Is it hard to get a GP appointment? The one you have currently seems happy to leave things as they are, and while I agree that you need to give drugs time to work (montelukast can take a few weeks), there's a balance with not letting things be too awful before they do. Would seeing a different GP help? Either way though I think you need to be seen soon.

Thank you for your reply.It depends on the day who you speak to at the GP surgery, some are excellent and others not. Also it is allowing about an hour at 8am or 12, ro call the GP and wait in the queue. On my work days, I would definitely not be allowed to make this call. I jave been told in no uncertain terms that I am only to make medical calls and appts, even if urgent, on my non working days. That means waiting until Thursday now.

Lysistrata profile image
LysistrataAdministrator in reply to AlexInWiltshire

I'm not an expert but I have a strong sense that may not be legal! Others on here may know the specifics but it seems very dodgy to me especially with a condition that falls under the Equality Act, especially when surely you could do at least some in your lunch break?

I'm not sure how to advise you on the work side of things really but perhaps 111/out of hours this evening, as you are struggling nut not sure it's 999?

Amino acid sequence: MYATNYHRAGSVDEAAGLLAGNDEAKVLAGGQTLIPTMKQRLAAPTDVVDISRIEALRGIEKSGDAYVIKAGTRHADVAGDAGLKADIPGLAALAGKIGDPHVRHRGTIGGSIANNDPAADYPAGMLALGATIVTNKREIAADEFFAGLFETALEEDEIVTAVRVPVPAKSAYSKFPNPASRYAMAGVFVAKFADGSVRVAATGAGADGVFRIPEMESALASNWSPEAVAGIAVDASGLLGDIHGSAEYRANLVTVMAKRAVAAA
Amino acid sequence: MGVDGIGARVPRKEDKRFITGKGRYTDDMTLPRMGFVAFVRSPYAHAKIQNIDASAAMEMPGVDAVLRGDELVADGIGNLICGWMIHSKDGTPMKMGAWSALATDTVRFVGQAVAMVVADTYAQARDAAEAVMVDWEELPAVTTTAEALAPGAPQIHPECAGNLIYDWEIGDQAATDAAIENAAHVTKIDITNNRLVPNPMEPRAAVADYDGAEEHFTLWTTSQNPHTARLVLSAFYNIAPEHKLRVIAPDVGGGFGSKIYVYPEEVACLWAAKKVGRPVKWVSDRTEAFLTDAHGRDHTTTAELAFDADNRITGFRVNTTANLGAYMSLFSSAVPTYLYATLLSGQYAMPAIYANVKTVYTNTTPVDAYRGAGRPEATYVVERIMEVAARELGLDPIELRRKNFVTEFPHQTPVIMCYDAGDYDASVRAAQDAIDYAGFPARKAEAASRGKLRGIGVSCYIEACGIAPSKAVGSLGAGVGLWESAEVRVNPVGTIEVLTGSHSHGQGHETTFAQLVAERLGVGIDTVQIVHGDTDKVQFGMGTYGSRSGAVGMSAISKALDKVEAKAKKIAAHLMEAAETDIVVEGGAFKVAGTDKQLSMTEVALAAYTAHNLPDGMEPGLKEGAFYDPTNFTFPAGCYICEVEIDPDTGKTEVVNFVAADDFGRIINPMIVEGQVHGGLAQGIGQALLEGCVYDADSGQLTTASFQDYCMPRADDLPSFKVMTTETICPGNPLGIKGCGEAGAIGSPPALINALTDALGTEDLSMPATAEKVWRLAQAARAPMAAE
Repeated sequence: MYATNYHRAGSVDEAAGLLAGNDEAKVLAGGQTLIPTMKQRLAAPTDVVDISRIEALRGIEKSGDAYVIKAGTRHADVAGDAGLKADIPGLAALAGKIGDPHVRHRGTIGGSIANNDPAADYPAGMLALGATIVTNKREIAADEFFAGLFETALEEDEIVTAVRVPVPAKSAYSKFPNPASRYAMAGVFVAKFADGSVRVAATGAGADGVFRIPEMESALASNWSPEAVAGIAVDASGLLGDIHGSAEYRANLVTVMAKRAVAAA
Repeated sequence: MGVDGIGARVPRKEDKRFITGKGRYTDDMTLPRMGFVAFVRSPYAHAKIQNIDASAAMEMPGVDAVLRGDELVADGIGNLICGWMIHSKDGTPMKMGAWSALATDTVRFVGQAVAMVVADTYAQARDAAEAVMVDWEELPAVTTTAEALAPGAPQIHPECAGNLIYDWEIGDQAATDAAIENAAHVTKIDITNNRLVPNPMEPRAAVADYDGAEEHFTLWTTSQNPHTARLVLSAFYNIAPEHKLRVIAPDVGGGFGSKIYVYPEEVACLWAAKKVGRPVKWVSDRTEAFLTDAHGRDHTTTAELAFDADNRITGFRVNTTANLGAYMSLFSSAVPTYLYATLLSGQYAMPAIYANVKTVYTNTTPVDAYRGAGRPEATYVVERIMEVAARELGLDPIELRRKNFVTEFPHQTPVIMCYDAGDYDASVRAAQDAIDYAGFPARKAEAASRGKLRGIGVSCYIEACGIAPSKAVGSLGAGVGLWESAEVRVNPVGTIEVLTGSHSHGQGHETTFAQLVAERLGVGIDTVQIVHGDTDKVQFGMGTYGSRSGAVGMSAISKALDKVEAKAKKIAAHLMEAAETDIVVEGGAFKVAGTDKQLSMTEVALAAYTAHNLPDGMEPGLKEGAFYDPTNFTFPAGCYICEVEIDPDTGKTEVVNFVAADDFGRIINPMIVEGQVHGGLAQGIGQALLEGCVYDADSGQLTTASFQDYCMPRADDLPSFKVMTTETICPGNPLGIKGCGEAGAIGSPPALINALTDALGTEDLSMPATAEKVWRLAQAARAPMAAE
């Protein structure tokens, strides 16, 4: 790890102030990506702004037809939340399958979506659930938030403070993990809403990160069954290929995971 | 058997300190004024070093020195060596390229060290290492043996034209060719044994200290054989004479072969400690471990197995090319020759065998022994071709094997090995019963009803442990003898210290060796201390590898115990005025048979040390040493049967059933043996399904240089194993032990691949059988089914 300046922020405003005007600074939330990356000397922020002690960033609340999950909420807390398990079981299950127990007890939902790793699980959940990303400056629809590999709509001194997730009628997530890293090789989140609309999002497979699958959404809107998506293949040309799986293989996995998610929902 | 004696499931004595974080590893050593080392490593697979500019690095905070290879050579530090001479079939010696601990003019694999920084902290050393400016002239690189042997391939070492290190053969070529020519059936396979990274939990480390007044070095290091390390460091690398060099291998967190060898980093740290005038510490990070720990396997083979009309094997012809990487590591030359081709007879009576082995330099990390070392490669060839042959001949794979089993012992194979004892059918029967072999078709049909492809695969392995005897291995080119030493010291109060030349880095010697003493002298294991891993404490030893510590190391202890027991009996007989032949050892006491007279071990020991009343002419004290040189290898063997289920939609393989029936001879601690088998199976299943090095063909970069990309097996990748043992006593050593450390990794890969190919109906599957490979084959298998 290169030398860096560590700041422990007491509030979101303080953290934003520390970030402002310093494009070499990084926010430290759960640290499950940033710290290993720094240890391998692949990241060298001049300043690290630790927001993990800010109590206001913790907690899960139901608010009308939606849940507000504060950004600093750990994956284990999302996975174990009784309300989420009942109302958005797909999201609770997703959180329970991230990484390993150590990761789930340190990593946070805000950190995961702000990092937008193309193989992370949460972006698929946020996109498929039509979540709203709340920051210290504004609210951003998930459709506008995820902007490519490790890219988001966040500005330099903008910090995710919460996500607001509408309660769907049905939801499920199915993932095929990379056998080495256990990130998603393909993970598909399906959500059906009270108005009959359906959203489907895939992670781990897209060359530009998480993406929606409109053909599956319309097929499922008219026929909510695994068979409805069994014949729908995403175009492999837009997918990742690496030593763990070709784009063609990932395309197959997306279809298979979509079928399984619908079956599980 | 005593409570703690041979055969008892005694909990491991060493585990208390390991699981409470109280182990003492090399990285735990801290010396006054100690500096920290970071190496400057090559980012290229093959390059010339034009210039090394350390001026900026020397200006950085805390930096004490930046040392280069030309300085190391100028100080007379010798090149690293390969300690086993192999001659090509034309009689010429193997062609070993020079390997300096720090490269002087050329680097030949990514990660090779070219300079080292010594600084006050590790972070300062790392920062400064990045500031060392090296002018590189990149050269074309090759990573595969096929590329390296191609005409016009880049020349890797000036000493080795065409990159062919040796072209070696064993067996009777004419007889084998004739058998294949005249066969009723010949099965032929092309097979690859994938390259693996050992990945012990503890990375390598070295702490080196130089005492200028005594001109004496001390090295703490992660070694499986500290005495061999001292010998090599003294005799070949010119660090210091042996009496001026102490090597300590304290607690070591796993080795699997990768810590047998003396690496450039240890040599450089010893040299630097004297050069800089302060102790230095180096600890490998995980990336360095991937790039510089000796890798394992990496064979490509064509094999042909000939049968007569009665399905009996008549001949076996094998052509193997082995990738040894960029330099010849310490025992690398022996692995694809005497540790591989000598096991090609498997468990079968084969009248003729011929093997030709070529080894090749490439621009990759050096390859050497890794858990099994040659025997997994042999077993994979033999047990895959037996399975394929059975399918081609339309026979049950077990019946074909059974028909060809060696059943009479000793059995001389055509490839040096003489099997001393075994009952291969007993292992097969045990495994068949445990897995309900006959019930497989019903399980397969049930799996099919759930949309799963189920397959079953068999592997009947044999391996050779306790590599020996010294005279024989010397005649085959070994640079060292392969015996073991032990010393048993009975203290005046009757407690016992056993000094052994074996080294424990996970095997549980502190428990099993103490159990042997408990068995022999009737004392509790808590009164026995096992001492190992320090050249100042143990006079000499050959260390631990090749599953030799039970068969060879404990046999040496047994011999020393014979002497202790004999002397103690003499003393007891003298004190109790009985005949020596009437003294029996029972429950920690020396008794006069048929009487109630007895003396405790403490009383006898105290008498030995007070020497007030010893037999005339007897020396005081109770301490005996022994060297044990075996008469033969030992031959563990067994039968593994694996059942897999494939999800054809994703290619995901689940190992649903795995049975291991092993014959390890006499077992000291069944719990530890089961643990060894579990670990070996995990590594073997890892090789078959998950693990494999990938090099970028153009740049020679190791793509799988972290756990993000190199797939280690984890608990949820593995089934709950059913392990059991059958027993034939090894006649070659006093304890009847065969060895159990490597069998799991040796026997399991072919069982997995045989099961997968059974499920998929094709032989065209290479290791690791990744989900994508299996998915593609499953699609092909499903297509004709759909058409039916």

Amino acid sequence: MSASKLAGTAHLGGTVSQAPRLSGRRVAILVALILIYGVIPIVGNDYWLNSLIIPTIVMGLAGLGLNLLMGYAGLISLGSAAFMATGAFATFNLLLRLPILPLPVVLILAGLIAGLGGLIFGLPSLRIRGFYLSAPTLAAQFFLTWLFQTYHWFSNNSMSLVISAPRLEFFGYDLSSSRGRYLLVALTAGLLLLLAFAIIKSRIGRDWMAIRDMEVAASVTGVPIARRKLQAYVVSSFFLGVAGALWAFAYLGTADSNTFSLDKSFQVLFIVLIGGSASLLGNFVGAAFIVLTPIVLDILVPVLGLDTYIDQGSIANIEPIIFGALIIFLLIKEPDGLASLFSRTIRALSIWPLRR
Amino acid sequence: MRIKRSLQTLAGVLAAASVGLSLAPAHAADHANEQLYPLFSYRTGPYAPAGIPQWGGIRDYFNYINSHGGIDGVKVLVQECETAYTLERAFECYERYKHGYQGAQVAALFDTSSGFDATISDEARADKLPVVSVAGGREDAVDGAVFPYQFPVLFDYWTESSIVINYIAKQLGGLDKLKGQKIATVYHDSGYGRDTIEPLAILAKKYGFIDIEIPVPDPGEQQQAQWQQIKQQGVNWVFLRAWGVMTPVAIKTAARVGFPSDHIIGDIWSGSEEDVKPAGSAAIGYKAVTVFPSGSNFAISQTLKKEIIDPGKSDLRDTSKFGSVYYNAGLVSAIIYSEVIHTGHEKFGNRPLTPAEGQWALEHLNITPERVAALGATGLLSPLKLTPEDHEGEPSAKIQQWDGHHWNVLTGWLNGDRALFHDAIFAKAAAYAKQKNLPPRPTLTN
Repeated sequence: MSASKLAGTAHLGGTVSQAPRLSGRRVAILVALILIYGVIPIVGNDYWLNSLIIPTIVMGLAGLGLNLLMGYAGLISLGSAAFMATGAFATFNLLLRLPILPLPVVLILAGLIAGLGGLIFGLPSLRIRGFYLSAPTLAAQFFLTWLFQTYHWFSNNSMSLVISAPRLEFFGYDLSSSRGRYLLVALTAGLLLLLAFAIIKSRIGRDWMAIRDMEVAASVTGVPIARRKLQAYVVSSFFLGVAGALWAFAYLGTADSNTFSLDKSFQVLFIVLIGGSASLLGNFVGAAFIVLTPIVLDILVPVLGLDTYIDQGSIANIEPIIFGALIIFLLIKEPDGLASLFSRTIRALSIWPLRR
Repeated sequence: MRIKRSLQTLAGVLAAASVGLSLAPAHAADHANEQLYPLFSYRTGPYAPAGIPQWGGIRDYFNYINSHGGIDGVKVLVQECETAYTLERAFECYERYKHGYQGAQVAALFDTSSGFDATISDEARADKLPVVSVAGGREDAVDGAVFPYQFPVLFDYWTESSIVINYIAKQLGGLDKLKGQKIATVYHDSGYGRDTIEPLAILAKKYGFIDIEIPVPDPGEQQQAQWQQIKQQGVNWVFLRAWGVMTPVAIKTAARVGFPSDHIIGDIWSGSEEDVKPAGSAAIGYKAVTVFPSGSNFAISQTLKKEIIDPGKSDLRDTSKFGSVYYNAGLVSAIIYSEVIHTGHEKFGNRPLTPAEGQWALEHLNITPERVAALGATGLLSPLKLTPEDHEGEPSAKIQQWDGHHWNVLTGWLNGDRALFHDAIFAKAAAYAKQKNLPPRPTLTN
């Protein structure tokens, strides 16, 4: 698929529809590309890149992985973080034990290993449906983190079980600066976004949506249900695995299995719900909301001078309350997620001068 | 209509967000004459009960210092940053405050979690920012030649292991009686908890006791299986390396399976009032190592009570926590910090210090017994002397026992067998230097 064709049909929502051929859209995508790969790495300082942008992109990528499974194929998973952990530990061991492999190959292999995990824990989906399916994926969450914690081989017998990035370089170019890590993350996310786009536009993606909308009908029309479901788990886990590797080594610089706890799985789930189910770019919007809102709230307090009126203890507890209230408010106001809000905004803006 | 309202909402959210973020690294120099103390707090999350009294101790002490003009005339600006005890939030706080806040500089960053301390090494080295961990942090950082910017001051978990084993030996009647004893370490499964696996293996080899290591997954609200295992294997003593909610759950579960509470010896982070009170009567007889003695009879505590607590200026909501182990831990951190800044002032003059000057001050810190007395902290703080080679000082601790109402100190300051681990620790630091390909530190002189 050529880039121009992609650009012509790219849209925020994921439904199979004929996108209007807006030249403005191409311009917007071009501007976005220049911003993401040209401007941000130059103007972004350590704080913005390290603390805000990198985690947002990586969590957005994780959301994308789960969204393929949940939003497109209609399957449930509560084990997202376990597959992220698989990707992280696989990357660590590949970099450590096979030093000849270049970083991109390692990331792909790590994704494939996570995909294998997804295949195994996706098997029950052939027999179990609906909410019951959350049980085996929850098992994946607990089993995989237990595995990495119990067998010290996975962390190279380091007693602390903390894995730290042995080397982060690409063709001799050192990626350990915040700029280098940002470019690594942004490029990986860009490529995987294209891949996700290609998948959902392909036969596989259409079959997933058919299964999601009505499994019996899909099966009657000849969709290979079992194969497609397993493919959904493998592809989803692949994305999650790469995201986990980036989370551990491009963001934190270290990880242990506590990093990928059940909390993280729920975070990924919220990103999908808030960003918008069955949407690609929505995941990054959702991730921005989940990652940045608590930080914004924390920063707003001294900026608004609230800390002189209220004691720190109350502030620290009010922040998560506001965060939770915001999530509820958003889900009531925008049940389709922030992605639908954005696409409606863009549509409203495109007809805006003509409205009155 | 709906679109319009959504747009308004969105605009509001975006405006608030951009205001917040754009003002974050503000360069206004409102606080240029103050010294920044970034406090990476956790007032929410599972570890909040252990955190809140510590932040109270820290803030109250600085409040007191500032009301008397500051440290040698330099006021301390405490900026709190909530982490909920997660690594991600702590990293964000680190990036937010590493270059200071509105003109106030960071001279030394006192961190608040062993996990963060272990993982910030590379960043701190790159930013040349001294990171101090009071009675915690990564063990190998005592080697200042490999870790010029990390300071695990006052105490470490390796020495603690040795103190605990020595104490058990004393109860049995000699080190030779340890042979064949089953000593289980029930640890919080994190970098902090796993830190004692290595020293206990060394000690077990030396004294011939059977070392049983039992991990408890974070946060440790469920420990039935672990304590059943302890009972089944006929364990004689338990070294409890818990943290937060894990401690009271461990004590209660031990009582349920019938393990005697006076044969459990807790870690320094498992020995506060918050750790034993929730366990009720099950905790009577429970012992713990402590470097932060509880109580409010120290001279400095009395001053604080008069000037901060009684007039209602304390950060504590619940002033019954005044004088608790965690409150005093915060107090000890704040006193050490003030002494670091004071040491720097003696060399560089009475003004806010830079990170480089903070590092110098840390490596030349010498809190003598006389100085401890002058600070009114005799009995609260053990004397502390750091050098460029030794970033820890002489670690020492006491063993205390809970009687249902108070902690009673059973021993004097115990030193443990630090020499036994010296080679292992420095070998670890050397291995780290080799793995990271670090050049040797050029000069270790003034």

Thank you.

"the blue inhaler is for symptoms - but not just for dire emergencies when YOU are turning blue!... don't wait till you're really struggling to take it."

This is such important advice for asthma newbies. Being told by my GP that I shouldn't need to take the blue inhaler if my asthma is properly controlled, at first I was avoiding using it until I was gulping for air like a goldfish!

I've found that if I take it as soon as I feel the need (and thank you to the Asthma UK nurses who explained that was the right thing to do!), I end up needing it much less overall. When I was delaying, it was like my lungs got so irritated that it didn't take much to set them off again and I'd need maybe 12 puffs over the next 2-3 days before things calmed down. But if I use the blue as soon as I feel discomfort, it usually calms everything right down and I'm much less likely to need further doses - or if I do, it's maybe 1 or 2 more puffs instead of 12.

Lysistrata profile image
LysistrataAdministrator in reply to Mandevilla

Ha yes - even as very much not a newbie I can struggle with this. In my case I know what to do, I advise others what to do but I have a lot of baggage from being told I take it too much (because my asthma is poorly controlled and I know it and can't do much in my case). Or that I shouldn't reach for it and I don't know my body and I'm not capable of managing my asthma at all because I'm not a doctor (such helpful messages, not).